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Iron Fist – The Blessing of Many Fractures (Review)

As “The Last Defender”, Iron Fist bears the burden of tying most heavily into The Defenders.

This is not a surprise. This has been a large part of the Marvel Studios model, with productions teasing concepts and characters that will not arrive for quite some time. By the time that Thanos moves against Earth’s Mightiest Heroes in Avengers: Infinity War, it will have been more than half a decade since the stinger at the end of The Avengers teased his looming threat. Even since Samuel L. Jackson appeared at the end of Iron Man and Robert Downey Jr. dropped by the stinger in The Incredible Hulk, these teases have been a way of doing business.

Glowing yellow peril.

As such, it makes sense that the company would put a lot of groundwork into setting up the summer’s big-ticket crossover between the four different Marvel Netflix shows. Jessica Jones and Luke Cage had largely been their own thing, while Daredevil had devoted a considerable amount of time and effort to introducing concepts and ideas that would pay off down the line. However, as the last of the shows to be released before the big summer event series, Iron Fist carries a heavier burden than any of its predecessors.

Unfortunately, Marvel and Netflix seem to have wholeheartedly committed to the idea of the Hand as the enemy of choice for this eight-part crossover miniseries. And so Iron Fist gets burdened with the Hand.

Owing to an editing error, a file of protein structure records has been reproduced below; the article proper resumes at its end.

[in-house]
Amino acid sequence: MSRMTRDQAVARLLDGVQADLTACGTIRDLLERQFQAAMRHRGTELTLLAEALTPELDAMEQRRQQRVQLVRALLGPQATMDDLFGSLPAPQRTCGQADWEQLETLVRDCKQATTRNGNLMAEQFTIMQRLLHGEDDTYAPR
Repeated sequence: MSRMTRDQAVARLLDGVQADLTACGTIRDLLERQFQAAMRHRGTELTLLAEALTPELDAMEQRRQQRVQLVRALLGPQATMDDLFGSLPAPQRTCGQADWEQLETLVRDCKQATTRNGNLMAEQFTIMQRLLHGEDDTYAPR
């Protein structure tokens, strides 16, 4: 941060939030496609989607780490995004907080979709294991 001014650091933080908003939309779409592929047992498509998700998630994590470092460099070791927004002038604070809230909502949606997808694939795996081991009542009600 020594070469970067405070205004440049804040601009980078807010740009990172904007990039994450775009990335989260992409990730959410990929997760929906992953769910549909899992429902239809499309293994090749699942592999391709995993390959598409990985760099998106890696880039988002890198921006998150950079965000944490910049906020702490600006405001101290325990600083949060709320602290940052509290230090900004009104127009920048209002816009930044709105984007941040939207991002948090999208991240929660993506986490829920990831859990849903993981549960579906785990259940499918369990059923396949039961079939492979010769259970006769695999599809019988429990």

“Time for snooping.”

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Pay No Attention to the Man Behind the Curtain: Ignorance, Bliss and Entertainment…

Occasionally, I like to do a bit of research. That might shock some of my more regular readers. If I’m covering a particularly topic, I like to have a bit of background knowledge that will allow me to offer some nuanced or informed commentary. Hopefully, I might be able to tell you something you didn’t know – after all, hopefully the time spent reading my review isn’t wasted if I can tell you something you didn’t already know, regardless of whether our opinions agree or disagree. Also, it’s just nice to know these things because they can help my understanding of a particular film.

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Non-Review Review: The Yellow Sea

This film was seen as part of the Jameson Dublin International Film Festival 2012.

The Yellow Sea is a strange little Korean neo-noir that manages to seem impressively intimate and epicly vast, often at the very same time. Written and directed by Hong-jin Na, the movie follows a cab driver in the borderlands between North Korea, China and Russia. Severely indebted to a local crime lord, Ku-Nam finds himself assigned to assassinate a South Korean businessman. At the same time, he tries to track down his wife, who disappeared into South Korea after he paid for a rather expensive visa. The movie occasionally has a bit of bother balancing the personal side of the story with the wider crime-based elements, but it is darkly fascinating viewing, driven by Hong-jin Na’s wonderful eye for kinetic action sequences.

Myung-Ga wonders how good his insurance police is...

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